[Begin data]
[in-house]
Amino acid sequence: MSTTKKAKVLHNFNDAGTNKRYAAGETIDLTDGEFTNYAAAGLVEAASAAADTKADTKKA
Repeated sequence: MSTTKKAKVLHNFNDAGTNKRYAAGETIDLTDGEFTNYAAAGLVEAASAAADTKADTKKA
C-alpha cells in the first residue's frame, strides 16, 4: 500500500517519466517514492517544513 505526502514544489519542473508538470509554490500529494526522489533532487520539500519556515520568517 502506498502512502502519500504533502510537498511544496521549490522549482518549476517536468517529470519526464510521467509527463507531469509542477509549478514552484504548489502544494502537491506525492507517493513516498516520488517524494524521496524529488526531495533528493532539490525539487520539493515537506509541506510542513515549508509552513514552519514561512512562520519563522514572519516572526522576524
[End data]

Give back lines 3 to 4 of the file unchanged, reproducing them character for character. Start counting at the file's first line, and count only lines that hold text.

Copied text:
Repeated sequence: MSTTKKAKVLHNFNDAGTNKRYAAGETIDLTDGEFTNYAAAGLVEAASAAADTKADTKKA
C-alpha cells in the first residue's frame, strides 16, 4: 500500500517519466517514492517544513 505526502514544489519542473508538470509554490500529494526522489533532487520539500519556515520568517 502506498502512502502519500504533502510537498511544496521549490522549482518549476517536468517529470519526464510521467509527463507531469509542477509549478514552484504548489502544494502537491506525492507517493513516498516520488517524494524521496524529488526531495533528493532539490525539487520539493515537506509541506510542513515549508509552513514552519514561512512562520519563522514572519516572526522576524